Candles burned low in the common room, and Remus’s head hit the table with a ‘thunk’. He was exhausted, and the fact that ‘that time of the month’ was looming didn’t make things better.

“Moony, what’s wrong?” James asked. The noise caused by the table’s impact had awoken him with a start. “Are you feeling alright?”

“Do you know what day it is?” Remus mumbled into the wood.

“Yeah. Tomorrow’s… well, you know,” James replied. “But you’ve never looked this bad.”

“Thanks for that, Prongs,” Remus muttered dryly. “I’ve just got some things on my mind.”

“Things going okay with Lily?” Sirius asked, joining the conversation.

Remus groaned. Why Padfoot’s interest in Girls was overwhelmed everything else would forever be a mystery to him. “Yes, but I’m thinking maybe it shouldn’t be.”

“Cryptic,” Sirius replied, putting a hand on Remus’s shoulder. “Now would you decipher for us, please?”

“I’m a – a – a YOU KNOW WHAT for godssake! I’m not any good for her!”

Sirius yelped, not expecting the outburst.


Twilight had descended quickly the next night and fled just as fast, leaving its wintry glow to darken into black. Remus had never seen a full moon with his own eyes, at least not since he was very young. Had he been able to see this one, he would’ve been rendered spellbound – it was large in the sky, and had an almost-blue tint to it. A beautiful sight, indeed.

Instead, the wolf consumed him, devoured him inside and out. The stag, the rat, and the dog were unable to help their friend tonight – the thin pale boy laid out of their reach on the dusty hardwood floor of the shack, gasping and crying for someone unknown to the three of them.

It felt as if the beast inside him was ripping his joints apart and crunching him in his powerful jowls. In actuality, it was the burning moonlight rearranging his limbs into the perfect creature: one of power, of stealth, and of success. The moon was a painter; Remus Lupin the canvas. Although, this was a lot more violent and painful than painting.

The last human thing on his lips was a name – a name that would forever haunt his thoughts: Lily.

Remus’s throat became strangled as the name was uttered, and fur began sprouting from his neck. That word, that last human word, transformed with him – once beautiful English into a lupine howl reverberating through the Shack and twisting serpentine-like out into the streets of Hogsmeade, infiltrating the nightmares of children and adults alike.

Sirius whimpered, feeling his friend’s pain. James stomped the floor nervously with his hoof, and Peter scuttled his fat rat-bottom to hide under the torn couch.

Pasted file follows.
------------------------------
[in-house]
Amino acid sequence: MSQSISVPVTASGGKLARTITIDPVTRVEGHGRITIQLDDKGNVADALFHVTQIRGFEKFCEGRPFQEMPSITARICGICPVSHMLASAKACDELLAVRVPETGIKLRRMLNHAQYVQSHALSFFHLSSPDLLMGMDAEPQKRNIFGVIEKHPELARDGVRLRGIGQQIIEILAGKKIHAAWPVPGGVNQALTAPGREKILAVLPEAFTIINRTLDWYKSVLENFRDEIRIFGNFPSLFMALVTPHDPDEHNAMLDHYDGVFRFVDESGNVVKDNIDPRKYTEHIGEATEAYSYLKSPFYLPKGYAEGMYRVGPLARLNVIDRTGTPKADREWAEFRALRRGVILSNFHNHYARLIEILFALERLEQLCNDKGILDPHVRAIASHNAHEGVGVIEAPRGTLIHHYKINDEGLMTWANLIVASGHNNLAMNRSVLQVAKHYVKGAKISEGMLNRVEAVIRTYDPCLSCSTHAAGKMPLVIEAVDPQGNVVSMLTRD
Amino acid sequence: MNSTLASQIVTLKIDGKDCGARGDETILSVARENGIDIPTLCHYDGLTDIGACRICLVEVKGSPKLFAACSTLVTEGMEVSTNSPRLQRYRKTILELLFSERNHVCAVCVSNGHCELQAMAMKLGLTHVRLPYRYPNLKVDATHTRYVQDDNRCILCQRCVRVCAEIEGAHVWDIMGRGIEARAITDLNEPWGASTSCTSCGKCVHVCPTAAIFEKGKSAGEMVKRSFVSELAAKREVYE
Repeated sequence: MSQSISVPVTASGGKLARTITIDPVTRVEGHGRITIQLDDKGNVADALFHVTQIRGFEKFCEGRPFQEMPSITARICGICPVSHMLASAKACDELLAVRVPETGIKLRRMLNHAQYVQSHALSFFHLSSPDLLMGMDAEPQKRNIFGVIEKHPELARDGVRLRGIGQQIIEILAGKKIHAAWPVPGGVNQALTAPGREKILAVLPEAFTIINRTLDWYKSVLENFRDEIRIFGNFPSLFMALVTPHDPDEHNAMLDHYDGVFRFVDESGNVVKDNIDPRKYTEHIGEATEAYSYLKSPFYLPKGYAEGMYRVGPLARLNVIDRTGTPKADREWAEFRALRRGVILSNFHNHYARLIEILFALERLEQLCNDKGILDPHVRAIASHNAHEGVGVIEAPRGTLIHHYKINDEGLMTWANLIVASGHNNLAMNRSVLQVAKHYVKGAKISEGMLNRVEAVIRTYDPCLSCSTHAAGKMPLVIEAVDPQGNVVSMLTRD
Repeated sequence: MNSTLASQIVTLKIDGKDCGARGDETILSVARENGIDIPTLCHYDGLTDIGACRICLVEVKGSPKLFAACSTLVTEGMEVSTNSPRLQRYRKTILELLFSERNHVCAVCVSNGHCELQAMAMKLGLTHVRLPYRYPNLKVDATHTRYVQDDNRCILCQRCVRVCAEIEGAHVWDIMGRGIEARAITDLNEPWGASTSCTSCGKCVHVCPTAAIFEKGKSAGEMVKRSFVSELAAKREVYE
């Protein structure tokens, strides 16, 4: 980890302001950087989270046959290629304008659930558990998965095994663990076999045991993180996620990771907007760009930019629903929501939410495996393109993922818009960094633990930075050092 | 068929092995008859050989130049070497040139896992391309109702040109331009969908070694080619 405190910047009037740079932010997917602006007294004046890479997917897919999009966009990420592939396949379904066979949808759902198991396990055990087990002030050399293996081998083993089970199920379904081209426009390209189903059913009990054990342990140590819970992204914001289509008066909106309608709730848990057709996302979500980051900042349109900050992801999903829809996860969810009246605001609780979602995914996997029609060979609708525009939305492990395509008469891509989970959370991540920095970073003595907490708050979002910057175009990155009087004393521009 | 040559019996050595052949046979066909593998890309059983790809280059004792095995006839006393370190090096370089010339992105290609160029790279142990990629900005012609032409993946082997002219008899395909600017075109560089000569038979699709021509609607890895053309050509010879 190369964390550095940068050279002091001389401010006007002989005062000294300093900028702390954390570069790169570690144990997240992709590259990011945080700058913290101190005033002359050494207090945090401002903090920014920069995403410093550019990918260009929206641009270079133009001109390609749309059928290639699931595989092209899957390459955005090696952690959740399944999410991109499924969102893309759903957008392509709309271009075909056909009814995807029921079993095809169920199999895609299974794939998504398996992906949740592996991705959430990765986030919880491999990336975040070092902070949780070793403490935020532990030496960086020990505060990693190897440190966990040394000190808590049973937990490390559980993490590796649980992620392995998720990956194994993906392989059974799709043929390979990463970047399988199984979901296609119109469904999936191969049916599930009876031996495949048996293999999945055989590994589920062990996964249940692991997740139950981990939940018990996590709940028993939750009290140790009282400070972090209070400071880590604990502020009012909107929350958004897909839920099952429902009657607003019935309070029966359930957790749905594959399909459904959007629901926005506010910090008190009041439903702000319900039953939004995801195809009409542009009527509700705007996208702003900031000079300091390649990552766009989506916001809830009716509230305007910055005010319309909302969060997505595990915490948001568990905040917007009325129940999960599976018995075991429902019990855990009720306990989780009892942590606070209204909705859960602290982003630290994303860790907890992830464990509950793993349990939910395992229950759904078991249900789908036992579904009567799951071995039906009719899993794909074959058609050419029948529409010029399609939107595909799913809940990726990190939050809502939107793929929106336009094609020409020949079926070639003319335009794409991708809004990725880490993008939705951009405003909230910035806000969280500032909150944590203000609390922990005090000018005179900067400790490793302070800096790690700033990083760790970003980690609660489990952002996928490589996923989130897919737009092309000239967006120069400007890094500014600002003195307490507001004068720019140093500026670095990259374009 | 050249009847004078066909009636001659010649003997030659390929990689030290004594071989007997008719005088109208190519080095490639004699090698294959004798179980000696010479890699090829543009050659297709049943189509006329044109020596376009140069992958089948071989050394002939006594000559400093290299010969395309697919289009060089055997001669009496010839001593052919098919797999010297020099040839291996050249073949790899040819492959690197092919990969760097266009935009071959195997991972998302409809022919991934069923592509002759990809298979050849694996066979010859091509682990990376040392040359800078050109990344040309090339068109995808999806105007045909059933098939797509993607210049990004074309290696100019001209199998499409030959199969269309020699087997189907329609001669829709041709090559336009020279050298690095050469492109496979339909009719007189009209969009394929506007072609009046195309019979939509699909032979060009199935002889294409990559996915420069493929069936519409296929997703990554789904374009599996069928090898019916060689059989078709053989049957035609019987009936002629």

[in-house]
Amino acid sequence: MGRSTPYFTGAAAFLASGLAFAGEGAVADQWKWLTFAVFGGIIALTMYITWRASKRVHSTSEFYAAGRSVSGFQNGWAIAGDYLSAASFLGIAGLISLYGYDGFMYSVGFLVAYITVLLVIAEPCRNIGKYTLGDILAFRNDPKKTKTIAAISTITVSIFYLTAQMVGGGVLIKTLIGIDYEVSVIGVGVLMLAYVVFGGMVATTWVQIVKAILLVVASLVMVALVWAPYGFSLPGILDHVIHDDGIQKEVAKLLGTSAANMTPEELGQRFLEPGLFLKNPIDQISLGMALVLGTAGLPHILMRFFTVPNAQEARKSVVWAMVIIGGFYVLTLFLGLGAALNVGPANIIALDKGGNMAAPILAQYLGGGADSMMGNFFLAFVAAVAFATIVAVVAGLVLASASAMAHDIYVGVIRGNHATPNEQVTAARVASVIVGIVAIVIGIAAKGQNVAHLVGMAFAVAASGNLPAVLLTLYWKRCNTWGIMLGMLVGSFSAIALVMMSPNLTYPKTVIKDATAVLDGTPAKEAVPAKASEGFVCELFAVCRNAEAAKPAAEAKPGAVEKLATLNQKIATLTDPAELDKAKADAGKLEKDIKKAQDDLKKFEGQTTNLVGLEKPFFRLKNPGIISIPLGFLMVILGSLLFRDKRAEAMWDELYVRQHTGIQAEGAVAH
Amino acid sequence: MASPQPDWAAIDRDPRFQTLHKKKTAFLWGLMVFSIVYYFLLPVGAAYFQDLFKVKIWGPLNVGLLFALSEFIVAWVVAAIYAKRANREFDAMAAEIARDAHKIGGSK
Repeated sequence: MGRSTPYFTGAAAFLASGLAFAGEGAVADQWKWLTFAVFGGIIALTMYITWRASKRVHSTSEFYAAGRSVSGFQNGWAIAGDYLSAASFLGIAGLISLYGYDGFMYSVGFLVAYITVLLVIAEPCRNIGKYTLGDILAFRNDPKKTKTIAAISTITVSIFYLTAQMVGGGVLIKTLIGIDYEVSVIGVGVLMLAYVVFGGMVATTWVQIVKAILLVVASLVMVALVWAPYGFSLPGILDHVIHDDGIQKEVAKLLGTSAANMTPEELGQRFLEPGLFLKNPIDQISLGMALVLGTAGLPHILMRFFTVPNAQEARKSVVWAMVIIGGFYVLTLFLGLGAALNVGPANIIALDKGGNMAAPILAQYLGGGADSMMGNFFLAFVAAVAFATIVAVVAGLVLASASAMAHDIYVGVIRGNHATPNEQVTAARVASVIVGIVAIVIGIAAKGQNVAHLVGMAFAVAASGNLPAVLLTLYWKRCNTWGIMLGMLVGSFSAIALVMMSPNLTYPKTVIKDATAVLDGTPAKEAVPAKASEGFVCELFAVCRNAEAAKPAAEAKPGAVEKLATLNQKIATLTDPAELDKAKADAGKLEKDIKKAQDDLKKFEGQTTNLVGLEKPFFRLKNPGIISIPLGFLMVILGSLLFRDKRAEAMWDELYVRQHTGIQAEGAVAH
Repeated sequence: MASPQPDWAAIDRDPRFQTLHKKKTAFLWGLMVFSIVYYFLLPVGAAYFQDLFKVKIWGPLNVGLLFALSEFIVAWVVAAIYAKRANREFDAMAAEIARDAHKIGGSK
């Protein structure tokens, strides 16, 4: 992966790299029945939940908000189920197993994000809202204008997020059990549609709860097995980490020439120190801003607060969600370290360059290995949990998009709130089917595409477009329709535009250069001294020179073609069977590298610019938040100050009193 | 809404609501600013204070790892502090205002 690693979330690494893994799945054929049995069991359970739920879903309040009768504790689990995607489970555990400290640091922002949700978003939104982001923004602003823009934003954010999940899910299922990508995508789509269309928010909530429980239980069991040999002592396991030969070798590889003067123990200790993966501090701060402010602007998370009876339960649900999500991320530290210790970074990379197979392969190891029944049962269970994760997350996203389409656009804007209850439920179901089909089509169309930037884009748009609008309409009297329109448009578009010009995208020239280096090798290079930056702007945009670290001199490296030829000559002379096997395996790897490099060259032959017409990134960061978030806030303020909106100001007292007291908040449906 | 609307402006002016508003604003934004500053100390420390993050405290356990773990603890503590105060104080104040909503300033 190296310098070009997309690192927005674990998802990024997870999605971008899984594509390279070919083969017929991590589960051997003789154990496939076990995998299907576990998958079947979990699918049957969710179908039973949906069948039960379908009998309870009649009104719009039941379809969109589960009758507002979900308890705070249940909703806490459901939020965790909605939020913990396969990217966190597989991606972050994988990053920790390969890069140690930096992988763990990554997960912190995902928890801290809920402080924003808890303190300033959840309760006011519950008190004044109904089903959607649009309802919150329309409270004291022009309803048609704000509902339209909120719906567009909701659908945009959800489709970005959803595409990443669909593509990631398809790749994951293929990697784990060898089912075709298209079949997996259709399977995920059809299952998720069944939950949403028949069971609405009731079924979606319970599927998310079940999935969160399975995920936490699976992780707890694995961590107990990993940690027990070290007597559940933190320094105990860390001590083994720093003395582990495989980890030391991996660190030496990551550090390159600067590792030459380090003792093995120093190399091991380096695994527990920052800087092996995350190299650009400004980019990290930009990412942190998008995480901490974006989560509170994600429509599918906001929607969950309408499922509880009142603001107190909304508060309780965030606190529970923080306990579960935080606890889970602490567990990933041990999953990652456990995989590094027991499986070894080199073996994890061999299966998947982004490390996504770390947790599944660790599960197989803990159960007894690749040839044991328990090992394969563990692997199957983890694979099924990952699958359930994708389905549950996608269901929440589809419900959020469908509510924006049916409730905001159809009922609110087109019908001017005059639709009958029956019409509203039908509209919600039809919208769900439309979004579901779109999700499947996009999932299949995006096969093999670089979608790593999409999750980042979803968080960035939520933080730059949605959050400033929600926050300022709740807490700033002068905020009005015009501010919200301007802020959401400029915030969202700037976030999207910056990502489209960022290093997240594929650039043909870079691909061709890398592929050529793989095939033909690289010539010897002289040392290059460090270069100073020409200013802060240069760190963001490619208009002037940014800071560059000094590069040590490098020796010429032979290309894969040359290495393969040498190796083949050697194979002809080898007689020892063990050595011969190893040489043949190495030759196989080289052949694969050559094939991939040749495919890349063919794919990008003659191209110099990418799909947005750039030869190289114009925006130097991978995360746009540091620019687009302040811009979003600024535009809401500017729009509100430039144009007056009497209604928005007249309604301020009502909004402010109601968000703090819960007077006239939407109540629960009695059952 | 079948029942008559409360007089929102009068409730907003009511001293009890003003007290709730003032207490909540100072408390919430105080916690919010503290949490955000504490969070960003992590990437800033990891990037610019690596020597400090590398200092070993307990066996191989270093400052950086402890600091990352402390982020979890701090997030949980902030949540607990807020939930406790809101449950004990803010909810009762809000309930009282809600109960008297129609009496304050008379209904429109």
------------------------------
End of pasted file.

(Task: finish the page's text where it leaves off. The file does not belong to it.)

The wolf stood up, eyeing the two animals in sight. It seemed that Remus was lost inside it, trapped and unable to control his inner – now outer – demons. Perhaps he didn’t want to, either. Perhaps he just wanted to curl up inside his soul and let go in order to prove the rationale behind his doubts about Lily.

The wolf snarled and raised its tail, a sign of dominance. Sirius stepped forward; this had happened once before, but not since the very first moonlit jaunts.

‘Don’t do this, Remus,’ the look in the shaggy black dog’s eyes seemed to say.

The wolf snapped its jaws menacingly, stepping forward as if to challenge the dog.

Sirius felt his ears flatten against his skull, and he emitted a warning growl…

The wolf took that as an acceptance to his challenge and was about to spring forward onto the opponent…

Sirius yipped; a frightened look came into his eyes that said, ‘Wait! Think this through!’

The yip brought Remus back into focus. The wolf blinked. Its yellow eyes faded into warm brown and confusion stepped in. What just happened?


Remus opened his eyes to hangings of gray fabric and a hushed mumbling. He sat up. It was morning.

Yanking the curtains open, he found a very faint-looking James, a weary Sirius, and a snoring Peter.

“Good morning?” James asked, having not expected to see Remus until afternoon at the earliest.

Remus rubbed his eyes but said nothing.

“Do you remember any of last night?” Sirius asked gravely.

“Bits,” Remus replied.

“You almost bit Padfoot’s head off,” Peter mumbled, coming out of his snooze.

“Not helping,” James said sharply, throwing Peter a glare.

“No… he’s right. Maybe you shouldn’t come with me anymore,” Remus interrupted dejectedly.

“Nonsense. It was just a slip up,” Sirius assured him. “You’re fine; I’m fine…”

“Sure would like to know what caused such a slip up, though,” James said thoughtfully. “Any ideas, Moony?”

“No,” Remus lied.

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